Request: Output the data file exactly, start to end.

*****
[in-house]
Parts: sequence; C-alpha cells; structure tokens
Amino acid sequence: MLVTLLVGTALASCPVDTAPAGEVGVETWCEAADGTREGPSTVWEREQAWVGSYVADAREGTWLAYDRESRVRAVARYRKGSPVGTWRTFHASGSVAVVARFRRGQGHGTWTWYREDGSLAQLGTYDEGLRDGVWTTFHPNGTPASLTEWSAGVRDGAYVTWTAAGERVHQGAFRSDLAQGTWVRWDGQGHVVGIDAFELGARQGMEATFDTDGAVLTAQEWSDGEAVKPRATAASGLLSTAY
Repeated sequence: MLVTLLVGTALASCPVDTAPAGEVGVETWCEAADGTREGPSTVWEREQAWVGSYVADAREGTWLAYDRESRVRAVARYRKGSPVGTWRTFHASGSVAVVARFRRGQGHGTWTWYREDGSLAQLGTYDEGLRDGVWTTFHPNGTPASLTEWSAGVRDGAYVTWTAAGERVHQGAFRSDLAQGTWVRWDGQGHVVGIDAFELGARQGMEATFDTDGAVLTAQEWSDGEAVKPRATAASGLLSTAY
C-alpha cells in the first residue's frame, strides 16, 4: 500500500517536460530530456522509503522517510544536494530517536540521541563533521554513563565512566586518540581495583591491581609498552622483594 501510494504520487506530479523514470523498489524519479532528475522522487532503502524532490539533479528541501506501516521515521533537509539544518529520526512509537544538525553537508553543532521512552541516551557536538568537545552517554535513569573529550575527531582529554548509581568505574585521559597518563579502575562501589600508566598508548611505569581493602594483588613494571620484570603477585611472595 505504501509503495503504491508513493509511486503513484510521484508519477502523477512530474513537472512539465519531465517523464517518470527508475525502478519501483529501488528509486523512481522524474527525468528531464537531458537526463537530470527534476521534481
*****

[in-house]
Parts: sequence; C-alpha cells; structure tokens
Amino acid sequence: MLVTLLVGTALASCPVDTAPAGEVGVETWCEAADGTREGPSTVWEREQAWVGSYVADAREGTWLAYDRESRVRAVARYRKGSPVGTWRTFHASGSVAVVARFRRGQGHGTWTWYREDGSLAQLGTYDEGLRDGVWTTFHPNGTPASLTEWSAGVRDGAYVTWTAAGERVHQGAFRSDLAQGTWVRWDGQGHVVGIDAFELGARQGMEATFDTDGAVLTAQEWSDGEAVKPRATAASGLLSTAY
Repeated sequence: MLVTLLVGTALASCPVDTAPAGEVGVETWCEAADGTREGPSTVWEREQAWVGSYVADAREGTWLAYDRESRVRAVARYRKGSPVGTWRTFHASGSVAVVARFRRGQGHGTWTWYREDGSLAQLGTYDEGLRDGVWTTFHPNGTPASLTEWSAGVRDGAYVTWTAAGERVHQGAFRSDLAQGTWVRWDGQGHVVGIDAFELGARQGMEATFDTDGAVLTAQEWSDGEAVKPRATAASGLLSTAY
C-alpha cells in the first residue's frame, strides 16, 4: 500500500517536460530530456522509503522517510544536494530517536540521541563533521554513563565512566586518540581495583591491581609498552622483594 501510494504520487506530479523514470523498489524519479532528475522522487532503502524532490539533479528541501506501516521515521533537509539544518529520526512509537544538525553537508553543532521512552541516551557536538568537545552517554535513569573529550575527531582529554548509581568505574585521559597518563579502575562501589600508566598508548611505569581493602594483588613494571620484570603477585611472595 505504501509503495503504491508513493509511486503513484510521484508519477502523477512530474513537472512539465519531465517523464517518470527508475525502478519501483529501488528509486523512481522524474527525468528531464537531458537526463537530470527534476521534481